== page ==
That punch landed, and now it’s Washington’s turn to try to smile in its opponent’s face. The reliable U.S. media ran several stories citing U.S. economists trying to minimize the effectiveness of Russia’s response. Only in this case, life will more likely imitate reality than the arts. When a boxer smiles in a real prize fight, it almost always means he has been hurt.

That’s what prompted Biden to hurry to Brussels for an emergency meeting following Putin’s announcement. Strategies expected to be discussed include redirecting non-Russian supplies of natural gas towards Europe in hopes to lessen its dependency on Russian exports. Currently, Russia supplies about 45% of Europe’s natural gas imports.

Apart from the fact this will still make life more costly for Europeans – if it were not more expensive to purchase natural gas this way, Europe would have already been doing so – it is only one commodity. Russia and Ukraine also supply about 30 percent of the world supply of wheat. Russia is a major source of steel, palladium, and neon gas needed to make computer chips. It supplies 35 percent of the world’s uranium.

Together with Belarus, Russia supplies 40 percent of the world’s potash and large percentages of ammonia and monoammonium phosphate exports. Fertilizer prices had already risen 17 percent in 2021 and are expected to rise an additional 12 percent in 2022.

As it did for decades militarily before invading Ukraine, Russia has so far shown restraint in its economic response to NATO’s sanctions. It has by no means thrown its haymaker, such as simply cutting off Europe’s natural gas completely rather than merely demanding payment in rubles. Neither has it cut off exports of uranium to the United States, although it is publicly considering it.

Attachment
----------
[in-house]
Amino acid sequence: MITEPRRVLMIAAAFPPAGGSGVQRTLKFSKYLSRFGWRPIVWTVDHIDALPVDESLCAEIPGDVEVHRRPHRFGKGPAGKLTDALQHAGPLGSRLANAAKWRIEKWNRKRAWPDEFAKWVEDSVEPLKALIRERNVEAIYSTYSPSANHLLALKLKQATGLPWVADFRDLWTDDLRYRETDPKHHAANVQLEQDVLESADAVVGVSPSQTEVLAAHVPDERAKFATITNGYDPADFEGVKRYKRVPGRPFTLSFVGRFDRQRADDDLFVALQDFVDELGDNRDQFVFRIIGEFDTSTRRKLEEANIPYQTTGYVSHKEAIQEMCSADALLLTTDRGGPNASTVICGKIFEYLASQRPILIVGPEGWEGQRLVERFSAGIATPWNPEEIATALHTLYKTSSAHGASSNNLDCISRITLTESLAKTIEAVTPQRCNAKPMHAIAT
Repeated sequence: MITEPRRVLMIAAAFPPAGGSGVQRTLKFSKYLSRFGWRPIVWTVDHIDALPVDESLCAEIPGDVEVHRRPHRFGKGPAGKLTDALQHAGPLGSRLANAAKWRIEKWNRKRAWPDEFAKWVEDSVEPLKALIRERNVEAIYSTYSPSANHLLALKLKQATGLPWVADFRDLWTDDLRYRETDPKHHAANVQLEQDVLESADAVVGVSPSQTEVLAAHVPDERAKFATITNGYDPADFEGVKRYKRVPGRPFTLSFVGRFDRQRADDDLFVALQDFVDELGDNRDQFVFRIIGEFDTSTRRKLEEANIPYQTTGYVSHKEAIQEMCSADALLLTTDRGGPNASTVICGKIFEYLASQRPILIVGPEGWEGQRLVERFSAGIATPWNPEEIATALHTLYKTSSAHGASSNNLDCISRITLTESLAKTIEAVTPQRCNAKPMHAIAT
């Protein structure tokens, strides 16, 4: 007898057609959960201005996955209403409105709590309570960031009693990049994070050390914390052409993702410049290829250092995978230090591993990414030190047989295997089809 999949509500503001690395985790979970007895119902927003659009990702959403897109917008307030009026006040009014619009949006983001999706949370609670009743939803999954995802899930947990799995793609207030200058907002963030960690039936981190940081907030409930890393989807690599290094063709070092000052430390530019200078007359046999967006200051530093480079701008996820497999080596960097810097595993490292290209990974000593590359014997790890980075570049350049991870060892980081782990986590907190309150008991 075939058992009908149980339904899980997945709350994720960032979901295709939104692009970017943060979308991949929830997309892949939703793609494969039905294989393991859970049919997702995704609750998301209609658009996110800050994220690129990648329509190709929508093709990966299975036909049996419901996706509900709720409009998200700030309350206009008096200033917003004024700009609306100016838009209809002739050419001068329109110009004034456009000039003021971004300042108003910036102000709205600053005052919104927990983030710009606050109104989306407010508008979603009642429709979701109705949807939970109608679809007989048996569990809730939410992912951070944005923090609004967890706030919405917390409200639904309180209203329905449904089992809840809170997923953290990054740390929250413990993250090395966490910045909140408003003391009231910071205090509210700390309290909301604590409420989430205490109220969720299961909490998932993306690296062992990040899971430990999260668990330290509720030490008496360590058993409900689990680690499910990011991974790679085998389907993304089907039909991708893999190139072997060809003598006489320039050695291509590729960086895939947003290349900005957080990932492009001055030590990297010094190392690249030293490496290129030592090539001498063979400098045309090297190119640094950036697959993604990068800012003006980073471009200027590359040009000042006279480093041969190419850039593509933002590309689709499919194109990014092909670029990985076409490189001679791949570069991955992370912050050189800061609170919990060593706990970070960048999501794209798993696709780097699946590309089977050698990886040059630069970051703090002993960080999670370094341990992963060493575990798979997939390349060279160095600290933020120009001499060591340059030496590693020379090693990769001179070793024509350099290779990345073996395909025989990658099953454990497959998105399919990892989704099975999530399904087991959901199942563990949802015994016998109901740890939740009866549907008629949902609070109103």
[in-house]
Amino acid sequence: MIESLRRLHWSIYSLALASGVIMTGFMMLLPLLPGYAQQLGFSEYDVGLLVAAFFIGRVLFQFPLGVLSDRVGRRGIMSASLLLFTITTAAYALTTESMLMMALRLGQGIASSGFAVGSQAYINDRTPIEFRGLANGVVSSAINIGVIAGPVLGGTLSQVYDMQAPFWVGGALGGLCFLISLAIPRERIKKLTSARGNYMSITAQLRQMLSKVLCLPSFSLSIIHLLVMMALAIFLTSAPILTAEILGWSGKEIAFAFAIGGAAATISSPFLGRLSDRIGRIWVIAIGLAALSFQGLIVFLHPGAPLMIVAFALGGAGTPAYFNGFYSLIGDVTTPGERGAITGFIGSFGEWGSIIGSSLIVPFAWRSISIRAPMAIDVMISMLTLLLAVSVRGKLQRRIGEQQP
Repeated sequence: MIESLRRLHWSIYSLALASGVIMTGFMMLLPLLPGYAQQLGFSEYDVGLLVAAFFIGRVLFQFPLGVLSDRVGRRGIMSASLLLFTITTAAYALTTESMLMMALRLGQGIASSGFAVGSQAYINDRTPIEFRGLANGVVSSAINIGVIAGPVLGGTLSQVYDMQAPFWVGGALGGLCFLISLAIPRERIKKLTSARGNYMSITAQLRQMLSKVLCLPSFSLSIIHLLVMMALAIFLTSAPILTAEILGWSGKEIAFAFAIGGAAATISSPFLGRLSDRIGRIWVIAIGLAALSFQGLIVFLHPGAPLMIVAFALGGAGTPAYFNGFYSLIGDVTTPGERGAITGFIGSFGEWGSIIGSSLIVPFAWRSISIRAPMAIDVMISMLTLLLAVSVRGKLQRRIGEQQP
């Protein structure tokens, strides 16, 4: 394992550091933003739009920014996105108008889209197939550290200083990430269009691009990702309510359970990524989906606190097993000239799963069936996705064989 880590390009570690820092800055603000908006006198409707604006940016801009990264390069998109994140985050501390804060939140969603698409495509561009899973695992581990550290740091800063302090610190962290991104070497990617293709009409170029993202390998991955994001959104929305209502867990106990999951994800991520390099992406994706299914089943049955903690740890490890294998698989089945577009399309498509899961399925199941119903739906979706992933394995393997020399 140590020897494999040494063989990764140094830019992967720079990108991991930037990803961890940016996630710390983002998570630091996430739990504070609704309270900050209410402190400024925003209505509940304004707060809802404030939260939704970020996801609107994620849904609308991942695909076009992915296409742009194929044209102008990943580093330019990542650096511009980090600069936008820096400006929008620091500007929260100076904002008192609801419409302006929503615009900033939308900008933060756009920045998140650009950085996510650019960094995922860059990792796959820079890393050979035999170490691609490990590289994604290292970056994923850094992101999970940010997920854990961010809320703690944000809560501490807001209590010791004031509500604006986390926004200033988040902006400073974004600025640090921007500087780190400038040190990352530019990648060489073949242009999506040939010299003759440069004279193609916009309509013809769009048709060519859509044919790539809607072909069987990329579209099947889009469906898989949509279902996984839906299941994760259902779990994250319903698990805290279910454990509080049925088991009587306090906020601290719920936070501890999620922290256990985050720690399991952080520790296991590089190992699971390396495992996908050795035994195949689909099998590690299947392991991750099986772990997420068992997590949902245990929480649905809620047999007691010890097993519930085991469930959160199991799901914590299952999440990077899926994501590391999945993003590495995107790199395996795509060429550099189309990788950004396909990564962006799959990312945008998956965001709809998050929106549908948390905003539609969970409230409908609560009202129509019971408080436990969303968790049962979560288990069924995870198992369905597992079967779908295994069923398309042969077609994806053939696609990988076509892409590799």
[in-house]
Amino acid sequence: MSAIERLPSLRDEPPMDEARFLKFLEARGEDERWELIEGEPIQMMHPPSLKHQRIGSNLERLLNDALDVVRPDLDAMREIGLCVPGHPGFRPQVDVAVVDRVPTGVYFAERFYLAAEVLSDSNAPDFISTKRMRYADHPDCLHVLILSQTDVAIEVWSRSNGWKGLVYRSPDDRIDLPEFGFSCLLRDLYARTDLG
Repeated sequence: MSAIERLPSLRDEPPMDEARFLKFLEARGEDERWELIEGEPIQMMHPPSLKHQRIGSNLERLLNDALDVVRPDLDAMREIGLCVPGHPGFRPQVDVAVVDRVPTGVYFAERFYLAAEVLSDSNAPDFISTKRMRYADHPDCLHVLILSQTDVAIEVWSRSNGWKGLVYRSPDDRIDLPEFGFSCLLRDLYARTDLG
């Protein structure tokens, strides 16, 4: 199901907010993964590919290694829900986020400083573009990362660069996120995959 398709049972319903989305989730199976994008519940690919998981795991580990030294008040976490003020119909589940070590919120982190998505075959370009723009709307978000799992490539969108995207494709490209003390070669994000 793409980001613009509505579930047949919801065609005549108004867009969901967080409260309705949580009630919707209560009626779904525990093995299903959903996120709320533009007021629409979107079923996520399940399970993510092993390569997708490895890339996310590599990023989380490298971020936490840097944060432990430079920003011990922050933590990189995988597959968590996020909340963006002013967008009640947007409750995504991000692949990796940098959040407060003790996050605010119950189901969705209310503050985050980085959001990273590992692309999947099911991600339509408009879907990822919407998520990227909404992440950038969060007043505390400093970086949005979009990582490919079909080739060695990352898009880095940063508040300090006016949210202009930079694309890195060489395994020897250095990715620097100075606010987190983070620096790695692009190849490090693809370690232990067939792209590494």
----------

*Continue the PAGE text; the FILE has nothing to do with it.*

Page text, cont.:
Of course, these economic “nuclear options” would hurt Russia as much or more as it would the U.S. and Europe. But Russia is a relatively poor country that has been living within its means. It has low debt and a population accustomed to a lower standard of living than those in NATO countries. The U.S. and NATO are quite the opposite.

While the U.S. is still a highly productive country, it has been living well beyond its means, largely made possible by the U.S. dollar’s reserve currency status, which is now in jeopardy as Russia, China, and India – whose populations alone represent 37 percent of the world’s population – take steps to get off the dollar completely. Much of the “Global South” may choose to join them.

This economic world war will harm every country in the world. Mass starvation in poor countries is a real possibility. So is economic collapse in Europe.

President Biden has admitted it will have “a cost” to Americans as well. But his portrayal and average Americans’ understanding of that cost is grossly underestimated.

Russia, China, and India are all formerly socialist countries that have experienced exponential growth since pivoting to market economies. The living standards of most of their people have grown significantly but are still low compared to those of Americans or Europeans. Their older generations remember the grinding poverty they experienced under socialism.

In The Matrix Reloaded, Neo tells the architect he doesn’t believe the machines will destroy all of humanity, because their existence relies upon human energy supplies. The architect replies, “There are levels of survival we are prepared to accept.”

Russia, China, India, and much of the world may be similarly prepared. Is the United States?

Over the past seventy years, the United States has attempted to use economic sanctions to remove world leaders it deemed unworthy in Cuba, Venezuela, Iran, Russia, and other countries. Populations in the target countries, perceiving aggression by an outside threat, have instead rallied around those leaders, preferring even despotic rule by one of their own to the U.S. empire’s meddling in their politics.